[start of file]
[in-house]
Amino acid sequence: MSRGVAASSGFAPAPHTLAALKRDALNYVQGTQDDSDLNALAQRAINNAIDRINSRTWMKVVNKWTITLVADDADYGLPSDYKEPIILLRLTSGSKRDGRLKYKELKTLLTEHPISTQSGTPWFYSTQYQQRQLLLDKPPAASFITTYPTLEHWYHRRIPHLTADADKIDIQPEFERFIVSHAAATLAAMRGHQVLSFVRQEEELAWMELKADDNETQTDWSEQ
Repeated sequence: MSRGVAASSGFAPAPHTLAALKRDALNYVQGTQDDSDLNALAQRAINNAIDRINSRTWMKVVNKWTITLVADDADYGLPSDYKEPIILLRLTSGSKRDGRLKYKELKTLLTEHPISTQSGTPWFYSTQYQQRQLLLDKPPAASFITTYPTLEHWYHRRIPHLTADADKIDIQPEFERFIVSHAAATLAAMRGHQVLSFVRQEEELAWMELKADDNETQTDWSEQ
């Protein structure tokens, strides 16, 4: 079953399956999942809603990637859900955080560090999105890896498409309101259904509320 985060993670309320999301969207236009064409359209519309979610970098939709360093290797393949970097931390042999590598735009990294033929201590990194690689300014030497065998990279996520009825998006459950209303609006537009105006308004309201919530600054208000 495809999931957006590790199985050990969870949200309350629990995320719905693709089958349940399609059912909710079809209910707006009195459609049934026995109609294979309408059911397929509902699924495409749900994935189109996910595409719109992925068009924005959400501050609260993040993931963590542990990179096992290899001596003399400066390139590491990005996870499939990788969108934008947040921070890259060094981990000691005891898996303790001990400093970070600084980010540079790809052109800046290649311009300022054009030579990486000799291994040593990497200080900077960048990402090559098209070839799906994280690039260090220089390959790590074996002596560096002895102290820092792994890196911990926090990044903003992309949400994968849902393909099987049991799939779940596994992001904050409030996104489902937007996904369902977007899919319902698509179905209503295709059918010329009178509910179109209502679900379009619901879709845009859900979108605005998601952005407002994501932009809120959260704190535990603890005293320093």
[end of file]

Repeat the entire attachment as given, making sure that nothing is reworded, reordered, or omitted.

[in-house]
Amino acid sequence: MSRGVAASSGFAPAPHTLAALKRDALNYVQGTQDDSDLNALAQRAINNAIDRINSRTWMKVVNKWTITLVADDADYGLPSDYKEPIILLRLTSGSKRDGRLKYKELKTLLTEHPISTQSGTPWFYSTQYQQRQLLLDKPPAASFITTYPTLEHWYHRRIPHLTADADKIDIQPEFERFIVSHAAATLAAMRGHQVLSFVRQEEELAWMELKADDNETQTDWSEQ
Repeated sequence: MSRGVAASSGFAPAPHTLAALKRDALNYVQGTQDDSDLNALAQRAINNAIDRINSRTWMKVVNKWTITLVADDADYGLPSDYKEPIILLRLTSGSKRDGRLKYKELKTLLTEHPISTQSGTPWFYSTQYQQRQLLLDKPPAASFITTYPTLEHWYHRRIPHLTADADKIDIQPEFERFIVSHAAATLAAMRGHQVLSFVRQEEELAWMELKADDNETQTDWSEQ
């Protein structure tokens, strides 16, 4: 079953399956999942809603990637859900955080560090999105890896498409309101259904509320 985060993670309320999301969207236009064409359209519309979610970098939709360093290797393949970097931390042999590598735009990294033929201590990194690689300014030497065998990279996520009825998006459950209303609006537009105006308004309201919530600054208000 495809999931957006590790199985050990969870949200309350629990995320719905693709089958349940399609059912909710079809209910707006009195459609049934026995109609294979309408059911397929509902699924495409749900994935189109996910595409719109992925068009924005959400501050609260993040993931963590542990990179096992290899001596003399400066390139590491990005996870499939990788969108934008947040921070890259060094981990000691005891898996303790001990400093970070600084980010540079790809052109800046290649311009300022054009030579990486000799291994040593990497200080900077960048990402090559098209070839799906994280690039260090220089390959790590074996002596560096002895102290820092792994890196911990926090990044903003992309949400994968849902393909099987049991799939779940596994992001904050409030996104489902937007996904369902977007899919319902698509179905209503295709059918010329009178509910179109209502679900379009619901879709845009859900979108605005998601952005407002994501932009809120959260704190535990603890005293320093």